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Spring is in full swing in the Pacific Northwest. Rhododendrons and lilacs are blooming, hostas are stretching their shoots up like sentinels, and the trees are shedding enough pollen to cover sidewalks with a gentle yellow glow. But the most striking change over the past few weeks has been the return of the birds! As the various species return to mate and nest, their joyful sounds fill what, only a few weeks ago, were mornings of silence. Their songs are a striking addition to the more visual, horticultural, signs of new life and resurrection.

As we have journeyed through the past year of music and meditations, I trust that our listening skills have deepened and expanded. We have explored a variety of music genres and styles, and have listened for different elements of orchestral scores. We have heard choral music, solo instruments and full orchestras. You have probably have moments of relaxation and refreshment, as well as moments of surprise and wonder.

This week I want to invite you to put your headphones aside, and step outside. Although I have provided you with a few selections based on bird song, I hope that wherever you are, the birds are beginning to return and to serenade you with their twilling and chirping. Sit, or walk, and listen. What strikes you? Do you hear the sounds of new life?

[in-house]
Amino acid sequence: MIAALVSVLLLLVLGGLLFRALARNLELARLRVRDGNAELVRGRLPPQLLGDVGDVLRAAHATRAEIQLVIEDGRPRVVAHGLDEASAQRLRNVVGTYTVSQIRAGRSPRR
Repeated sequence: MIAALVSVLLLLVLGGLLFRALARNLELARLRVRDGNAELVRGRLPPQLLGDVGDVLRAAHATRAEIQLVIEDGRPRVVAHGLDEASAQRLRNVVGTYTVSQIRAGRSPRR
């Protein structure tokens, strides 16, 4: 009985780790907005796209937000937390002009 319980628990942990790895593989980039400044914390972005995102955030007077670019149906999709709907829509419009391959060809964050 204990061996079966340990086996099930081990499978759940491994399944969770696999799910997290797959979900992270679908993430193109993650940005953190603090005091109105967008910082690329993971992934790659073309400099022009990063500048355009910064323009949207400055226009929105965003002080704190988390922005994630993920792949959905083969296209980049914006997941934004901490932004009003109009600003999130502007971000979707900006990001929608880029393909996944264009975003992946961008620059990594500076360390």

Einojuhani Rautavaara, a Finnish composer, has written a work that incorporates bird song he recorded in northern Finland, and at the Arctic Circle. He combines these sounds with a lush orchestral score.

Cantus Arcticus, Op. 61 “Concerto for birds and orchestra”


Camile Saint-Saens’ Carnival of the Animals has a well-known movement called “The Swan,” but these first two movements are also bird-themed.

Le Coucou au Fond des Bois (The Cuckoo in the Woods)

Volieres (Aviary)

Le Cygne (The Swan)


Late 20th century composer Oliver Messian was skilled at hearing and notating birdsong, and then adding these references to his compositions. This work, written in 1952, for flute and piano is a study on the song of the Blackbird, which he wrote as an entrance piece for the Paris Conservatoire.

Le Merle Noir (The Blackbird)